The Lady-killer

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Nine days after the ad appeared, Hoch led Mrs. Welker to the altar. The afternoon of the wedding he borrowed all of the blushing bride’s ready capital, $475, to furnish their new rented home at 6034 Union Avenue. His own capital, he said, was all tied up in investments and real estate.

Overnight the widow fell ill. She was soon being treated in tandem, by a Dr. Reese, for what he diagnosed as nephritis, and by Hoch with a white powder for only he knew what. As the widow’s condition rapidly became worse, a sister, Mrs. Emilie Fischer, who was a widow too, came to visit her. At first the sisters got along well, and Mrs. Fischer mentioned that she had a thousand dollars saved that could be used toward paying the medical expenses.

Hoch, having better things to do with a thousand dollars, rejected the offer. Somehow his sick wife got the idea that her sister had put the net out for Hoch and that a romance had begun. “I’ll soon be dead,” she told Emilie Fischer, “and then you can have him.” A bitter argument developed, and it was midnight before it ended. It was too late for Emilie to go home, and she went down to make her bed on a couch in the kitchen, where Hoch came to visit her and apologize for his wife’s accusations. By five thirty in the morning they were old friends, and Hoch slipped into his coat and went to fetch the doctor for his wife, whose imprecations seemed to be raining down on their heads with less and less strength.

Mrs. Welker was dead when Hoch and the doctor returned. The date was January 12, 1905, one month to the day after the marriage of Hoch and the widow. Hoch wept noisily in the kitchen, and Mrs. Fischer had her hands full comforting him. “Now I am a widower again,” he cried, “and all alone in the world. I would have spent my entire fortune to have saved her life.”

Hoch courted Mrs. Fischer through the funeral and steadily for the next four days. “If Marie had not insulted you with her accusations,” he told her, “I would have mourned six weeks for her.” Under the circumstances, he insisted, they should marry right away. They would open a hotel together and make a fortune.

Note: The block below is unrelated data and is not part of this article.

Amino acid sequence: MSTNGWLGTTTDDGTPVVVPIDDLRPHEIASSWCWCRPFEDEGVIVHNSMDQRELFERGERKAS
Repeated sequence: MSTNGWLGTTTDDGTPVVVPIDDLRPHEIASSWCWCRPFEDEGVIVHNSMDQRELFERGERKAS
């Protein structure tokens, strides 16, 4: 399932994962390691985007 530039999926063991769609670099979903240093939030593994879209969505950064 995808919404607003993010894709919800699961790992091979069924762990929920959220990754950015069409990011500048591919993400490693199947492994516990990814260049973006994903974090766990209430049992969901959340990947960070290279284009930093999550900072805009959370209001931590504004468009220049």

On January 16, 1905, four days after the death of her sister, Mrs. Fischer demurely consented to be Hoch’s bride. The thousand dollars she had mentioned in her sister’s sickroom was already burning a hole in Hoch’s imagination. It would come in handy now, he said. He had an eighty-one-year-old father in Germany who was in feeble health and was about to leave him an estate of $15,000. Didn’t Emilie think he should go over and protect their interests?

Less than a week after the ceremony Emilie advanced $750 to Hoch. That night he disappeared. Emilie thought it over for a couple of days and began to wonder if maybe there wasn’t something odd about her sister’s death after all. She went to the police, and by one of those remarkable coincidences that plague master criminals, was ushered into the office of Inspector George Shippy, who listened in complete fascination to her story. On January 22, 1905, a court order was obtained for the exhumation of Mrs. Marie Welker Hoch’s body. An autopsy was performed, which showed that the unlucky woman was stuffed with enough arsenic to fell a brewery horse.

The search was now on in earnest. This time the Chicago police had a fresh corpse, and they intended to make the most of it. The case hit the newspapers, and overnight Hoch was a national sensation as more and more of his living ex-wives and the relatives of his dead ones suddenly learned about each other and began telling their stories to the police and reporters.

Hoch, however, had disappeared. Calling himself Henry Bartels, he turned up in Manhattan at a boardinghouse at 546 West Forty-seventh Street in answer to a room-for-rent advertisement in the German-language Das Morgen Journal . He rented a hall bedroom and commenced peeling potatoes for the landlady, Mrs. Catherine Kimmerle, a widow of German extraction, within twenty minutes of his arrival. The next day he proposed marriage in the kitchen while Mrs. Kimmerle was washing the breakfast dishes. Mrs. Kimmerle, not wishing to offend her new boarder, countered by offering to introduce him to the members of the three widows’ clubs to which she belonged, some of whom were anxious to take the marital plunge.

On Monday morning, January 30, 1905, Mrs. Kimmerle took a trolley ride downtown. The man sitting opposite her was reading the New York American . On the page facing Mrs. Kimmerle was a picture of the “Bluebeard Murderer” all America was talking about. It was Mrs. Kimmerle’s star boarder.

She notified the New York police. That night at ten, four detectives tiptoed up the stairs of Mrs. Kimmerle’s boardinghouse and into Hoch’s room, where they found him calmly rocking himself and smoking a cigar. He did not resist arrest. Among his possessions the police found six one-hundred-dollar bills, five fives, loose change in every pocket, a handkerchief that was heavily soaked in cologne, a wedding ring on his finger and a spare in his trunk with the inscription effaced, a dozen suits with the labels cut out plus one suit with a Cincinnati label and another with a San Francisco label, a loaded revolver, one empty new trunk and two suitcases, and a hollow fountain pen containing a white powder that turned out to be some fifty-eight grains of arsenic.